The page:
How To Over Winter
Herbs add soul to warming winter
cuisine and with a little bit of care you can keep a fresh supply
growing through frosty winters.
While itís goodbye to summer
favourites like basil, mint and chillies there are many other
herbs that can happily survive through winter if they are cared
Robust culinary herbs like thyme,
oregano, marjoram, parsley, chervil, and even sage, are hardy
enough to survive our dry, cold and even frosty winters
provided you find a sunny, sheltered spot for them.
In winter, herbs need at least
four hours of sun a day, and they should be kept out of cold
winds, especially if the soil becomes too wet. The best way to
ensure this is to pot up a few of your favourite herbs and move
them as the sun moves.
Sage is probably the least hardy
of the herbs but leaves can still be harvested up until the end of
July even though they get smaller and smaller. Sage is also the
most sensitive to over watering so the potting soil should drain
well. In spring they will sprout again and throw up lovely spikes
of mauve flowers.
Sage, parsley and thyme also have
medicinal properties for treating winter ailments like coughs,
colds, and sore throats. By adding hyssop, which has expectorant
properties for relieving bronchitis, and yarrow for lowering
fevers, it is also possible to have home-grown winter remedies on
If there is not an area in the
garden that receives consistent winter sun, then containers are
the best option. Choose containers that are at least 20cm in
diameter (larger is better) have drainage holes and are deep
enough for the herbís roots to develop. Use a normal commercial
potting soil that drains well.
Generally potted herbs only need
to be watered one or twice a week in winter, preferably in the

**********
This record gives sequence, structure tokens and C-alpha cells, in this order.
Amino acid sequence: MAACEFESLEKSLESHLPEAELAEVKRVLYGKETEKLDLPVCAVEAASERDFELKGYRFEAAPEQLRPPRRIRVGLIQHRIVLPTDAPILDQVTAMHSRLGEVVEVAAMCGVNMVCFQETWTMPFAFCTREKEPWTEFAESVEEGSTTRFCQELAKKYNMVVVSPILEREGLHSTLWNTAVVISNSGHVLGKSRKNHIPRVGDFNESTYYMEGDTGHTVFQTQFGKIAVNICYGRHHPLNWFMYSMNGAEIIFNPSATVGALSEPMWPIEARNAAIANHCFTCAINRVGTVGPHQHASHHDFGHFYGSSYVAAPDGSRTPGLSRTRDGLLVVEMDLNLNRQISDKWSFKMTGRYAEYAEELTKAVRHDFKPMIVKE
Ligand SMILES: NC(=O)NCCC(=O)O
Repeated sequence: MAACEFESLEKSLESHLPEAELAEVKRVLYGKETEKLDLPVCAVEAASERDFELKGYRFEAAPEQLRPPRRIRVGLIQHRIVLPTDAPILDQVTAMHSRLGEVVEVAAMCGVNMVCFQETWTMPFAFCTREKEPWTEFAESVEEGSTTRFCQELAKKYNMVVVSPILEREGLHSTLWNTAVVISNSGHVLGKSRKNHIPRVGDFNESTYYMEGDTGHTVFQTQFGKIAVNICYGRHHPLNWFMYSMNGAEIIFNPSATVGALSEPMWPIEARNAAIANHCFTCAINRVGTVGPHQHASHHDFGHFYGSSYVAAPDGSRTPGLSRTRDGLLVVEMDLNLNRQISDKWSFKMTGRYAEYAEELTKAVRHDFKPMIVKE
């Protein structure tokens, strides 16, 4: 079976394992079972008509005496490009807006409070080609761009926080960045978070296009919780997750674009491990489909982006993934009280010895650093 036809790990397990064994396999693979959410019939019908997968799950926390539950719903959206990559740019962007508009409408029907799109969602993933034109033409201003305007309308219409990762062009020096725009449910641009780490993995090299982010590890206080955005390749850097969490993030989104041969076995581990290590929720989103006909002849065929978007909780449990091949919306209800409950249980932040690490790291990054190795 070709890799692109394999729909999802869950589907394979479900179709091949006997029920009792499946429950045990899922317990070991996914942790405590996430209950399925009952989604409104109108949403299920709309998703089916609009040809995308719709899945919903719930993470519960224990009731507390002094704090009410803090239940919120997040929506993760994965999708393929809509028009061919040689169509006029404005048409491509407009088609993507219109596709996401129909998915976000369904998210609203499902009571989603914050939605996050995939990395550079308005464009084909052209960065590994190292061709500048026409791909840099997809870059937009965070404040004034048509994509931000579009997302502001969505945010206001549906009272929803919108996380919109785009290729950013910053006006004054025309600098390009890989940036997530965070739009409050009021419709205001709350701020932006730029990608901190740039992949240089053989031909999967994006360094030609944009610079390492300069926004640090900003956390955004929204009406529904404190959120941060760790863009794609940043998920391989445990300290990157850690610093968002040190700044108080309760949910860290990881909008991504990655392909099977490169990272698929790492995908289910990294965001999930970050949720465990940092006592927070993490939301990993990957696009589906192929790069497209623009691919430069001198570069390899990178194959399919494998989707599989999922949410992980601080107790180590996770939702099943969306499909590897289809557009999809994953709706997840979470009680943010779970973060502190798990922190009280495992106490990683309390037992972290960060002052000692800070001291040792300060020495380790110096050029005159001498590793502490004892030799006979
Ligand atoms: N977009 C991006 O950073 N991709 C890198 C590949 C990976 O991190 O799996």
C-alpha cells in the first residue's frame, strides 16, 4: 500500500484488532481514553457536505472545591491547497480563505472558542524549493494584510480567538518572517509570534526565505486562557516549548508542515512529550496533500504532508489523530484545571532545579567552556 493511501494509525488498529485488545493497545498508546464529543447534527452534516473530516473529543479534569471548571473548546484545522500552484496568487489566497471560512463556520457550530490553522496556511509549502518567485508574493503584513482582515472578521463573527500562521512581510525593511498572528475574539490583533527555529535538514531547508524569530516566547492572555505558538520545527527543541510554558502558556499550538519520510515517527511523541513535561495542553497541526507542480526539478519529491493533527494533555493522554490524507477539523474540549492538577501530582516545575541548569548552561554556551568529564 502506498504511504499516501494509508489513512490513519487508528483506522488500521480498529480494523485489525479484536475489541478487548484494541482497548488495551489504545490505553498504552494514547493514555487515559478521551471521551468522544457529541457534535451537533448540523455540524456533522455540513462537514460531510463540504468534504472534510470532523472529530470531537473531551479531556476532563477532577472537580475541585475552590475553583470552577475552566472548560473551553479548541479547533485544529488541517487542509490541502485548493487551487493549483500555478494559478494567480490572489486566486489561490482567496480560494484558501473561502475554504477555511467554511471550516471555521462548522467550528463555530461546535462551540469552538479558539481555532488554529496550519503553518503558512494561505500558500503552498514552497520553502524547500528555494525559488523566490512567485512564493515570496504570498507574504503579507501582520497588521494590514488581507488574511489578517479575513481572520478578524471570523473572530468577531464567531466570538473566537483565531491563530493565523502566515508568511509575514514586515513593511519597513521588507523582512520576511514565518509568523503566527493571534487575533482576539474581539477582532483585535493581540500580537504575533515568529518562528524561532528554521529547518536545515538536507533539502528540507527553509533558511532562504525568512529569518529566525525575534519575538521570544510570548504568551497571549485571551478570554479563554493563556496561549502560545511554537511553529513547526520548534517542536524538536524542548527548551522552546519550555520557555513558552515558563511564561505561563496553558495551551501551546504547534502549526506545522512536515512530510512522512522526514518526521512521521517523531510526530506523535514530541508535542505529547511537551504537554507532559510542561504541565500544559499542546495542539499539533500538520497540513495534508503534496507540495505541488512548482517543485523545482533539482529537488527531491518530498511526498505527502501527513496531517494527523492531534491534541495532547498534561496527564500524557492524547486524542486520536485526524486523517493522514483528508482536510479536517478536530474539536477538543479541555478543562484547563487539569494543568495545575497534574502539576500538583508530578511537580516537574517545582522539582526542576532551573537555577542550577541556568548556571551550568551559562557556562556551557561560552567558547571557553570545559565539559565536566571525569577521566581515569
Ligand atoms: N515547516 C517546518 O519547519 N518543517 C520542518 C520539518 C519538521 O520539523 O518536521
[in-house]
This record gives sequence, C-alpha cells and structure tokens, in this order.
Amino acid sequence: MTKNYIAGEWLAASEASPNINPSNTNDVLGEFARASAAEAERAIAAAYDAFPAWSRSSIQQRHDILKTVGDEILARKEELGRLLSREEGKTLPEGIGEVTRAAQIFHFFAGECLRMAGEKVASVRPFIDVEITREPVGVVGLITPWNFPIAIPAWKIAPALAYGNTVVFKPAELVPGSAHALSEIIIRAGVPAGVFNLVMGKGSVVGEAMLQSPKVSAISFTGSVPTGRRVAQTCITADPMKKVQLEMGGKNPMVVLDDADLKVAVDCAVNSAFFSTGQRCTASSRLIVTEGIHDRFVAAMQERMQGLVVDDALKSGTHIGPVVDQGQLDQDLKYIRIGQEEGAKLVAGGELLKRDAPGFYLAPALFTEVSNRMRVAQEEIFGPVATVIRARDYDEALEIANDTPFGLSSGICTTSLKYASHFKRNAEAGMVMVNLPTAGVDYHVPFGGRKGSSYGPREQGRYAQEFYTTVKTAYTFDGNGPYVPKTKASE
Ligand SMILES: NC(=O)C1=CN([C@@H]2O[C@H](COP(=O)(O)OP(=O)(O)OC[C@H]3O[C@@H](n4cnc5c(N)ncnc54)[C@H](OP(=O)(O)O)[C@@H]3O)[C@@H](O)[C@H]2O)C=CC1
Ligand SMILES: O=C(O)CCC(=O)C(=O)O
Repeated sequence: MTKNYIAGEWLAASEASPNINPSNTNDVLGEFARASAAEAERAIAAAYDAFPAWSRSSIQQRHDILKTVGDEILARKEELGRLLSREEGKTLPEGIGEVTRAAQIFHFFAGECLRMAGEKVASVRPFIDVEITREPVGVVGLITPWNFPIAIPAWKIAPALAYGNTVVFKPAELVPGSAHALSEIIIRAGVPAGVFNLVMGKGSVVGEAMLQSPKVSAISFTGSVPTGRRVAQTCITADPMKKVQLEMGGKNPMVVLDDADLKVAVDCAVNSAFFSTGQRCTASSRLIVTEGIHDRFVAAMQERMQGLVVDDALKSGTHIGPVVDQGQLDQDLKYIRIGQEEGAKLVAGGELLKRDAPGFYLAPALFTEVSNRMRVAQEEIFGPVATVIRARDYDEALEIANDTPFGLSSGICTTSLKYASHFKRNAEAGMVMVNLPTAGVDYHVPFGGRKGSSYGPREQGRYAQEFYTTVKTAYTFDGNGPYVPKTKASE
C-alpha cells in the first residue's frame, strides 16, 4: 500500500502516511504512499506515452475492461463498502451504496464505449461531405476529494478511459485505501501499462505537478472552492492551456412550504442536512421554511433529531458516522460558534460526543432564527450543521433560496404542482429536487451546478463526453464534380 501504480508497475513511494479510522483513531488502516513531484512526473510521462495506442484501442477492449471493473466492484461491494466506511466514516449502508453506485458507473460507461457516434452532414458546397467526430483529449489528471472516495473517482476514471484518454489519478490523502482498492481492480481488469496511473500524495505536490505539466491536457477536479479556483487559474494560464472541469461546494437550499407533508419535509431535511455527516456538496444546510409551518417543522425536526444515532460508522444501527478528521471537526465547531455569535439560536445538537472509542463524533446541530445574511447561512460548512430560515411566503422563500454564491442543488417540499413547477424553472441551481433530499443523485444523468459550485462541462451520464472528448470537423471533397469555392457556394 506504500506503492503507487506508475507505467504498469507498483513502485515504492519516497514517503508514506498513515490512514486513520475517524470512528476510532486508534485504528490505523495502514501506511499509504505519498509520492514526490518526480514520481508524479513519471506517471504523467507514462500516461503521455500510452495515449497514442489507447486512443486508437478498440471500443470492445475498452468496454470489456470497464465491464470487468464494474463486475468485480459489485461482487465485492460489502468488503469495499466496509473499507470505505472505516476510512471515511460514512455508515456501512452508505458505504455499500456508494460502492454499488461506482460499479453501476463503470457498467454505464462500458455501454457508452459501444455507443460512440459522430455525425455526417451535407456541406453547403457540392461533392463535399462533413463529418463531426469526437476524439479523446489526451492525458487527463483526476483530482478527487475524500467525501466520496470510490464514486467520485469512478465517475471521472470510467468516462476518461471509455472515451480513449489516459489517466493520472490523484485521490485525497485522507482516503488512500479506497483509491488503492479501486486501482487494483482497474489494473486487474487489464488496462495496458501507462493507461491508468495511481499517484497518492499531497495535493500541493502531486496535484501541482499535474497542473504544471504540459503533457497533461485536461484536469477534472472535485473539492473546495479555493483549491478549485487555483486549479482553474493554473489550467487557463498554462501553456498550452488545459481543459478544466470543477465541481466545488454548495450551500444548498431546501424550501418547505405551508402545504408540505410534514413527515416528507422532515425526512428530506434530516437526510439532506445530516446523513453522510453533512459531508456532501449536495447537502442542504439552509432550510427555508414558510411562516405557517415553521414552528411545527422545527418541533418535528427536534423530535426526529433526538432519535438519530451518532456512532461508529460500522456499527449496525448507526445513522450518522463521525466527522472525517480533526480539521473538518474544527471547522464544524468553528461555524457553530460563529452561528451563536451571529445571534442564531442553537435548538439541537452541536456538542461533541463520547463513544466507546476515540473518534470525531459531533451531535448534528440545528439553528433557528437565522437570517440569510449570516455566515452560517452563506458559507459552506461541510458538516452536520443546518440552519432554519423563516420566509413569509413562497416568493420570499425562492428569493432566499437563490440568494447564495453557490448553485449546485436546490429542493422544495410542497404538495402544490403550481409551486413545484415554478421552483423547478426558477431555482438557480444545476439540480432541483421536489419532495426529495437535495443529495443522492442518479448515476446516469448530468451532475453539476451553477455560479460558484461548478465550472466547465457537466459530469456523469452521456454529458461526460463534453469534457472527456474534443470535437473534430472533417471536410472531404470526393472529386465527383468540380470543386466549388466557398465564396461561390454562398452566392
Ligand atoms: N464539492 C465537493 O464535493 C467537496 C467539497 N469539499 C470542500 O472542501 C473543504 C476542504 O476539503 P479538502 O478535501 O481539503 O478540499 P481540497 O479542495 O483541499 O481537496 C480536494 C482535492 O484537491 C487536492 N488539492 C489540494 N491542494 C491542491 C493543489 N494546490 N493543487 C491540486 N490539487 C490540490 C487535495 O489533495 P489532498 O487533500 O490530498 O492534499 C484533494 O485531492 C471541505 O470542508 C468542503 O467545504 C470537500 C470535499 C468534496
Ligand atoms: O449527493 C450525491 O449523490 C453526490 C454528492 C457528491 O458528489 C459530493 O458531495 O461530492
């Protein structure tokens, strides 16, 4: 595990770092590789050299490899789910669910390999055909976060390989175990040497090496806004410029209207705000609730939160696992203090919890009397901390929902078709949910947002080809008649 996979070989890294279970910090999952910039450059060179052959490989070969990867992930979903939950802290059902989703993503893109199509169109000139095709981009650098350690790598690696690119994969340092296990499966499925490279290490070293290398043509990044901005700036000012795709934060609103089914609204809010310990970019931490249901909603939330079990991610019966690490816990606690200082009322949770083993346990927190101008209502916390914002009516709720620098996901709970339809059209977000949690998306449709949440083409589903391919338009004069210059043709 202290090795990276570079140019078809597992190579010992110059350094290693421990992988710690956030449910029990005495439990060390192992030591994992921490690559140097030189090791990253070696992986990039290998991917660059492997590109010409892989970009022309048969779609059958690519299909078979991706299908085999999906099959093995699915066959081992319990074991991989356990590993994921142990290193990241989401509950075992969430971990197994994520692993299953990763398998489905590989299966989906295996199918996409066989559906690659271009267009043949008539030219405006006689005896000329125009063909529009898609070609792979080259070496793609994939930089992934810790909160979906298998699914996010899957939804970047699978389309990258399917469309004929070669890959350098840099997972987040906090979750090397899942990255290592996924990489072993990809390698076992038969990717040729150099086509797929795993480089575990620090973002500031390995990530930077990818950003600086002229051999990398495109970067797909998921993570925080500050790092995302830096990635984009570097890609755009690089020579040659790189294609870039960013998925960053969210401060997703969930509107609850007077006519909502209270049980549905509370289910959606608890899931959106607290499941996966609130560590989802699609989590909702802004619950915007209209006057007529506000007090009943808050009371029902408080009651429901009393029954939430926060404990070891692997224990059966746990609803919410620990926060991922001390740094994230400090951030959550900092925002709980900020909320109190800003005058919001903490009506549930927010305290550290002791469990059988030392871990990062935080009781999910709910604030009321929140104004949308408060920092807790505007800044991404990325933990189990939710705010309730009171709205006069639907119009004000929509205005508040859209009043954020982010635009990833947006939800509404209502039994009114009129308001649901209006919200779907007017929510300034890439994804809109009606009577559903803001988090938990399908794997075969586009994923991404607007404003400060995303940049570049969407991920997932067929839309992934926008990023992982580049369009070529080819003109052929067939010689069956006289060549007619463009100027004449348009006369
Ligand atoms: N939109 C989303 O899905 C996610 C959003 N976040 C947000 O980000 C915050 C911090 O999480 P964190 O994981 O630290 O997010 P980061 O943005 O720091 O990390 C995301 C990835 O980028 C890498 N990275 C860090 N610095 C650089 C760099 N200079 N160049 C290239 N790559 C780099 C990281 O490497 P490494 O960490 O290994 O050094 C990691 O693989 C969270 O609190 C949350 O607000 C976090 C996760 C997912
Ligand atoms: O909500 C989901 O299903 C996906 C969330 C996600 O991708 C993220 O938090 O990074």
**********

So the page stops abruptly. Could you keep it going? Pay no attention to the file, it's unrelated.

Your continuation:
morning. Check the soil moisture levels daily because the soil
should not dry out completely. Herbs donít like wet feet so donít
put saucers underneath the pots.
Another option, especially for
apartment dwellers, is to grow herbs on a windowsill that receives
Ideally herbs are meant to be
grown in full sun, in well-drained soil. However, that doesnít
mean you canít grow them on your windowsill. You just need to
adjust your expectations.
Donít expect them to act like
perennials. Treat them like any other flowering pot plant that you
buy for the house and discard when it has finished flowering.
The same applies to herbs. Use
them and when they start looking sickly, turf them out and buy a
new pot. It doesnít mean you have failed as a gardener.
The reason why such herbs have a
limited lifespan is that the windowsill pots are actually too
small for sustainable growth and they are probably not getting
enough light. It is also possible that the air may be too hot or
steamy and that the temperature changes are too extreme.
Try grouping the herbs close
together so that the transpiration from the massed leaves creates
some humidity. Itís also an idea to stand the pots on a layer of
gravel as this helps retain moisture and keeps them cool without
the plants becoming waterlogged.
Their life can also be extended
by feeding with a liquid plant food at half the strength. Also,
donít over water. Once a week should be enough.
Keep the soil feeling slightly
damp, but not sodden or bone dry. Check that they arenít sitting
in a saucer of water. This causes the roots to rot and the plant
to die very quickly.
When harvesting collect small
quantities at a time and always leave two growth points on the
twig for re-shooting. Instead of cutting
at random rather use the opportunity to pinch out or prune the
plant to encourage bushiness
Once picked handle the herbs as
little as possible because the subtle nuances of flavour are lost
if handled or allowed to wilt.
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